July 9, 2001
Good morning to all. This morning dawns bright and clear, with a few scattered clouds and a light breeze here in the Dale. Yesterday remained overcast and cool, but we had no rain, so things for the moment remain dry.
Sunday is the official goof-off day here, so no real work was planned. I washed and boxed specimens for a couple of hours in the morning, just to help nudge the process along - all be it, a fractional increment at best. Byron relocated himself from the kitchen table to the living room and became absorbed in a book.
Lindsay and Patricia showed up for a visit around 1230. After having a look at our recent produce, we retired inside for coffee and a chat. They had, of course, brought a few minerals with them to show off, including a very nice cluster of sky blue fluorite with associated dolomite and hematite from the Egremont area of Cumbria, and a finger sized stalactite which was coated with pale lavender fluorites and shiny black sphalerites, which was from the Beaumont Mine at Allenheads. Both were quite nice. It is interesting to see a fluorite-coated stalactite from another local mine. It seems that they do occur on rare occasion, but are fairly rare overall.
After a couple of hours, Lindsay and Patricia headed off for their next appointment, and I gave Dave Rennison a call. We were originally planning on meeting up here at the cottage after he got back from Barnard Castle in the evening, but he is going away on a family vacation for a week, and it became obvious that he had far to many things to do to make the appointment. So instead, I hopped in the car and took a drive over the moors to see him at the shop. When I arrived, a couple of collector friends were at the shop, showing off some specimens. David was under the impression that the minerals were being offered for sale, but when I enquired about one, the young fellow who had the lot seemed reluctant to part with any. When his companion reminded him that the MOT (local version of the annual vehicle inspection and registration) was due on his car, I guess he decided that making a few quid might be a good thing. At any rate, I soon had a very nice Heights mine fluorite - galena combo, and he had enough money for his registration, and perhaps some petrol on top of it.
While discussion the transaction, the fellow expressed remorse that so many good English specimens are going to America. I offered to trade him some good American fluorites, but he said he was only interested in English minerals. Collectors here seem to be a very parochial bunch, and I have yet to meet anyone who has an interest in minerals that come from elsewhere. With the closure of almost all the mines, the supply of English minerals has dwindled to almost nothing, and with the exception of a few ardent field collectors who brave security guards and jump fences at night, most seem to hover on the chance of buying and selling old collections. Perhaps this explains why every English mineral show I have ever been to has seemed a paltry affair compared to those in the US and the rest of western Europe. Seems a pity, as it is hard to keep a community of collectors going when the supply of minerals is continually dwindling.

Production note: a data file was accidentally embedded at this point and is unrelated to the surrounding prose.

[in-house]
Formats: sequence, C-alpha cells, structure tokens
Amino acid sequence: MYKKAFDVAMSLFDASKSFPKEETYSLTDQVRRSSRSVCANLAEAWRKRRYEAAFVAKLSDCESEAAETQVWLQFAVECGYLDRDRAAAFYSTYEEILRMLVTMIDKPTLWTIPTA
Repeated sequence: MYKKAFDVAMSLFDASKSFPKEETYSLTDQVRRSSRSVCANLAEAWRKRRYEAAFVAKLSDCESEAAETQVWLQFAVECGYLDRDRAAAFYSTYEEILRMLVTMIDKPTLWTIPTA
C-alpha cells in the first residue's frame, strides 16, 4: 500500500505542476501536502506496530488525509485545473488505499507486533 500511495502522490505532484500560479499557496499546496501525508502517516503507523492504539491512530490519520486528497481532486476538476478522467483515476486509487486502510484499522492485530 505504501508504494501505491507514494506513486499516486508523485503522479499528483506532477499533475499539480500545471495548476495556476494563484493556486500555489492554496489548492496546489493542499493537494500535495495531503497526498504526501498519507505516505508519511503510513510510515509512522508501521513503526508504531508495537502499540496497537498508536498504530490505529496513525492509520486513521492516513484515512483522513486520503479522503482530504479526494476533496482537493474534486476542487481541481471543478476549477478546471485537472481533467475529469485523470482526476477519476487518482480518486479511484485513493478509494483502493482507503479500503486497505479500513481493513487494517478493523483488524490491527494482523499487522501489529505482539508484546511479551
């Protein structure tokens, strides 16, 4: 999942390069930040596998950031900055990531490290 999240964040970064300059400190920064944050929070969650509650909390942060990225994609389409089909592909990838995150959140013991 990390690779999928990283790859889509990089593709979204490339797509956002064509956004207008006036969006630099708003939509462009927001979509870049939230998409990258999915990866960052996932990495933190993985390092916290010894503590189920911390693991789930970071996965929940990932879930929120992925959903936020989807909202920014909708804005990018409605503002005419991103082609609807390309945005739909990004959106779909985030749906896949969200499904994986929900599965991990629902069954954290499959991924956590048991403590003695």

Made a quick stop to see Bob and Mary Coats on the way back, and confirm the cottage rental for August. When I returned to Little Allercleugh, Byron was still engrossed in his book, and looked like he hadn't moved since I had left. He assured me that he had gotten up to get a beer at some point. Couldn't get him interested in going someplace for dinner, so I had my favorite dinner substitute - Stilton and Scottish oat crackers. I finally managed to get him out the door for a quick visit to the Golden Lion, where we found the usual cast of characters assembled for what seemed a fairly lively Sunday evening.
Today's picture postcard is of a profusion of flowers now appearing in the quarry. With the recent warm weather, the quarry is now in full bloom, and the photo shows only a small portion of the display. In another area I recently found a patch of literally hundreds of the wild orchids that reside here. If nothing newsworthy happens today, perhaps I'll send that photo tomorrow.
Stay tuned for more….
Jesse and the Crew
The flower display in part of the quarry.